How to Teach Success to Your Dog

photo credit: easter 14 f via photopin (license)

photo credit: easter 14 f via photopin (license)

When training dogs, if the owner or handler is serious about reaching success, they need to set out a lesson plan. Training doesn’t have to be difficult or time consuming, but there should be a commitment by the owner/handler to set aside a certain time to consistently train.

How often is it necessary to train? “For steady progress, the dog and handler should work every other day, or three to four times a week,” states Lue Button in her book Practical Scent. “To maintain the skills already acquired takes two sessions a week. If the dog and handler can manage to work only once a week, they will probably slip back. Very few manage to keep their momentum over a seven-day gap, and the frustration accompanying failure at a task that may have gone well on first try will probably cause them to give up their training entirely after several weeks. Every month or so, a day-long field session in unfamiliar territory will help to maintain alertness and enthusiasm, as well as furnishing a good review.

How long should a dog stay on each exercise or step in training? Unfortunately, there is no one answer that applies to all dogs. The early lessons … should be repeated three to six times or until essentially mastered (which will depend on the dog’s quickness at picking up new skills and the regularity with which the handler is able to train)….

Dogs remember best their first success at any new activity. If the first way they try to complete a task works, that is the way they will try to do the task each time they encounter it in the future. If they are taught another approach that the handler prefers, they may accept it after many repetitions, but if months or years later they have difficulty applying it, they will tend to revert to their original technique.

That’s why it is vital to make the first try a success. As handler, you must prepare thoroughly. Read over the instructions; make sure exactly what you are going to do. Then do the thing right, and see to it that the dog succeeds. Praise or reward him thoroughly. And stick to that basic, successful technique. You can build on it, elaborate it, but don’t alter it. If you try method after method of doing the same thing, the dog will think that you don’t know what you want or else that you are trying to trick him and either way you lose his respect.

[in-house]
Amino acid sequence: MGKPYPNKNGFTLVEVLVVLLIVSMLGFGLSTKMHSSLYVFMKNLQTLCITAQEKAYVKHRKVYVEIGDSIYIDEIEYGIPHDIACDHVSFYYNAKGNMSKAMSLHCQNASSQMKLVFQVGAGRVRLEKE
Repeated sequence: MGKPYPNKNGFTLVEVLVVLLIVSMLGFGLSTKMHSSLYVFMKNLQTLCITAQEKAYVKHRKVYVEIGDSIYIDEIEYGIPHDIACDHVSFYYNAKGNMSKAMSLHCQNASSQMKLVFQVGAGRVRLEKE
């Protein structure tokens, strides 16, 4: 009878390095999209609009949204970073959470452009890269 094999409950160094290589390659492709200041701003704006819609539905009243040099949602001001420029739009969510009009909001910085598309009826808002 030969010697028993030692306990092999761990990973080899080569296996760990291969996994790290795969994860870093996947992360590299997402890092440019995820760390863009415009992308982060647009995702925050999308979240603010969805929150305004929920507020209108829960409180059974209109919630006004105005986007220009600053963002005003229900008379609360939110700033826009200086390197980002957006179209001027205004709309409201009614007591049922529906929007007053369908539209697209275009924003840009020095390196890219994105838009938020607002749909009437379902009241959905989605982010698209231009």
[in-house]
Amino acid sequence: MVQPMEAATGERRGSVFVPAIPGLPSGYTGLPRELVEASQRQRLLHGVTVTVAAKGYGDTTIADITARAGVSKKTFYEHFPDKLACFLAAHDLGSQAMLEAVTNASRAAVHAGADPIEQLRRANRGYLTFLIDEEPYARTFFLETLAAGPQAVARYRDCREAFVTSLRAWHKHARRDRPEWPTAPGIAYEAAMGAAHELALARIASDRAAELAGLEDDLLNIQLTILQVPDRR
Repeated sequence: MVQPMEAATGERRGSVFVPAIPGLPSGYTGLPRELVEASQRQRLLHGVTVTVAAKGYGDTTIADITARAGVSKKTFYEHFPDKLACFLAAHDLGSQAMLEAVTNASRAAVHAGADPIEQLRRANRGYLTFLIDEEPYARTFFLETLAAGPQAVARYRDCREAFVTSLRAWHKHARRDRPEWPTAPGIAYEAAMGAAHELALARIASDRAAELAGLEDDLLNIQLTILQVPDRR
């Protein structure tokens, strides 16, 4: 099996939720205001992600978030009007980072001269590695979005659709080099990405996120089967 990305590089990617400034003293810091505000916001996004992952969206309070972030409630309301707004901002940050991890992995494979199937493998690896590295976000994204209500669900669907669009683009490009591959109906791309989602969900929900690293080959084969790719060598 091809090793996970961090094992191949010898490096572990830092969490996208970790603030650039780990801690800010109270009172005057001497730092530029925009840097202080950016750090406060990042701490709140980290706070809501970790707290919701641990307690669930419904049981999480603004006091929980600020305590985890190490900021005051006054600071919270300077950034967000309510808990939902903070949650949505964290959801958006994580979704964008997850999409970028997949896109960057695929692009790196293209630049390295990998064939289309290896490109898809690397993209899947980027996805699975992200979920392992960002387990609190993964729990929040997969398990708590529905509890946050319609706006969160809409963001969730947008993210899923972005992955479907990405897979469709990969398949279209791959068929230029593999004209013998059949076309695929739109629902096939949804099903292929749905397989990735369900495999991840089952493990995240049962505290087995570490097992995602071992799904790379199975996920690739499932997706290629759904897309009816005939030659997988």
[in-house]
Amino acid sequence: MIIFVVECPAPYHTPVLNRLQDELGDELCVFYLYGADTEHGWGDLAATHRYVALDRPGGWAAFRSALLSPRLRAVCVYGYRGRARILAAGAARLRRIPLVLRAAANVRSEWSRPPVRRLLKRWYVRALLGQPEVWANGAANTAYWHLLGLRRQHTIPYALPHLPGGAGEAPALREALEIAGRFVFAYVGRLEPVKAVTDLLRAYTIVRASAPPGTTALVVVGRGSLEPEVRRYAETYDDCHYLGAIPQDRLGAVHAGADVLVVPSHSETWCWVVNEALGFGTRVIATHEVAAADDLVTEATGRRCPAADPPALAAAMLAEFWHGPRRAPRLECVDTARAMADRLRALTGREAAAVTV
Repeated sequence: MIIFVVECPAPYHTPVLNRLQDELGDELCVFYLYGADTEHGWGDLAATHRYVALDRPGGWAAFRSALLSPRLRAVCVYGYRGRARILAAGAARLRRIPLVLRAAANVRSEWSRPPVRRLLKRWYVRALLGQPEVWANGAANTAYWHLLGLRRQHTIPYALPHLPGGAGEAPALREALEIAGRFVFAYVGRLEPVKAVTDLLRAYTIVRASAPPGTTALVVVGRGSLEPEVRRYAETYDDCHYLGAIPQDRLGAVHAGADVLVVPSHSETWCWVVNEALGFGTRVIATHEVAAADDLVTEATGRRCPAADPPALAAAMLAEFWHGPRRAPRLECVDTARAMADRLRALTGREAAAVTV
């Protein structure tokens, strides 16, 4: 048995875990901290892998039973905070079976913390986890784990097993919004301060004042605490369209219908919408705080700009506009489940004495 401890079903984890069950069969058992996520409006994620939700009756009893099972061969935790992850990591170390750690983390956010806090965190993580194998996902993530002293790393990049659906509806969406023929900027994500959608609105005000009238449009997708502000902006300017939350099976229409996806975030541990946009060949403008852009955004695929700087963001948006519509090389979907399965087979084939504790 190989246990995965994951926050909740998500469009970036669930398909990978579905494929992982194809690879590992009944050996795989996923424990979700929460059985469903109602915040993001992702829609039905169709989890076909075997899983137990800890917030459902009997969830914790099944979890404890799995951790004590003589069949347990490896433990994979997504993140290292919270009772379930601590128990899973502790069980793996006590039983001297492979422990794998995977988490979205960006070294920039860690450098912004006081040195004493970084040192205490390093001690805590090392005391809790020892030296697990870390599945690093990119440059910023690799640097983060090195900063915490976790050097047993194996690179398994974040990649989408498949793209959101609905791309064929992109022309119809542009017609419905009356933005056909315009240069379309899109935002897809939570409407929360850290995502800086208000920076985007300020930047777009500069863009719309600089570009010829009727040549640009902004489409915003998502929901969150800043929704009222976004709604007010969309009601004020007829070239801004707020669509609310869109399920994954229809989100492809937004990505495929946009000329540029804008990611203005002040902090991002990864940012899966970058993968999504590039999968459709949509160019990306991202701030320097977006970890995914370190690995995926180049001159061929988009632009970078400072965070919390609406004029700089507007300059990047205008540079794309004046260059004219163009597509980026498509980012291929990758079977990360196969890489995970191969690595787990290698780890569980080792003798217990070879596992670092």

This does not mean you will repeat and repeat the same exercise-to do so courts boredom of both dog and handler. A bored dog may refuse to work at all, do it “his own way” which may include rounding up all the squirrels and rabbits in the country, or do it in a lackadaisical manner that suggests he really doesn’t care whether he finds anyone. Bored people turn off their minds: they stop trying to read the dog, to observe the effects of wind and weather, or to understand the dog’s problems. Both partners must remain alert, keeping their minds on the task and on each other.

Fortunately, every exercise in a real environment is subject to endless variation. Don’t try to make today’s problem just like yesterday’s – you can’t anyhow, and the surest preventive of boredom is to add or change something.”

(Lue Button’s book, Practical Scent, is also available as an ebook.)


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